Cost-Effective Detection of Multi-Family Housing-Related Health and Safety Standards
Publication Year: 2017

Cost-Effective Detection of Multi-Family Housing-Related Health and Safety Standards


Andrews, C.J., Gong, J., Mainelis, G., Senick, J., Sorensen Allacci, M., Plotnik, D., Calderon, L., Guo, M., Thomas, N., Yu, Y., Pavilones, B., Raja, P., and Liu, B. (2017). “Cost-Effective Detection of Multi-Family Housing-Related Health and Safety Standards”.  Prepared by Rutgers Center for Green Building & Associates for U.S Department of Housing and Urban Development.


This project addresses the need for the development of low-cost test methods and protocols for identification and assessment of housing-related hazards. It develops an approach that applies to the analysis of existing data and the generation of new data to improve knowledge regarding the prevalence and severity of specific hazards in low-income housing. The project also pursues more cost-effective means of informing efforts at integrated pest management, mold and moisture control, and indoor air quality including infiltration of ambient air pollution.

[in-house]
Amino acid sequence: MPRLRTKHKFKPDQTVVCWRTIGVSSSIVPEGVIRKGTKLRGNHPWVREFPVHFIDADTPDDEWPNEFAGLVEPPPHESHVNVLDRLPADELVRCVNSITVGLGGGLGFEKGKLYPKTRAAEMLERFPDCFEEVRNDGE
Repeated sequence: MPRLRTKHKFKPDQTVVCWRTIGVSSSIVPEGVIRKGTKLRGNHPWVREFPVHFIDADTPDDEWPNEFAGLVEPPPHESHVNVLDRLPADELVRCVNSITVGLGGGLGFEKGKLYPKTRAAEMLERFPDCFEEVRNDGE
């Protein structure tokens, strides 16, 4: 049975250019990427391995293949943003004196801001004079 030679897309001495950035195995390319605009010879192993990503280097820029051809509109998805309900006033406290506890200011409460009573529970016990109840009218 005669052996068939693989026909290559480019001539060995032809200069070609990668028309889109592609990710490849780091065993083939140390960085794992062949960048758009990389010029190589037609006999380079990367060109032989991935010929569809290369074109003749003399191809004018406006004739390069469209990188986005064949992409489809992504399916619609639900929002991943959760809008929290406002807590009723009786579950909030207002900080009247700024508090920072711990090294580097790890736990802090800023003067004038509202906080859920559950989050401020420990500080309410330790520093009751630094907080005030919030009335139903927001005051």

It is estimated that millions of home occupants in the United States are exposed to moderate or even severe health and safety hazards such as roofing and other structural problems, heating and plumbing deficiencies, leaks, and pest problems that are associated with a wide range of health issues from injuries to respiratory illnesses (Joint Center for Housing Studies of Harvard University 2016). Housing-related environmental health hazards may exist in the full range of housing quality conditions, from those structures that are new and / or well-constructed and maintained, to those buildings that lack substantially in many of the basic protections for health and safety. Several types of housing deficiencies can pose both overt and subtle health hazards, particularly in urban communities, where the lowest-income residents living in areas of disinvestment have few options for quality housing and building owners may have limited resources. The structural integrity of buildings, for example, can affect habitability and housing stability and therefore residents’ opportunities to establish a “home base” from which they may raise healthy families, provide for adequate nutrition and education, and participate in health and social networks that help link people to physical and psychological well-being. Other physical deficiencies related to health hazards include inadequate heat and ventilation, concentrations of toxic chemicals in indoor air, and biological agents such as mold conditions, rodents, and roaches that have been linked to asthma exacerbations and other respiratory and cardiac conditions (Jacobs 2011, Reponen, Lockey et al. 2012).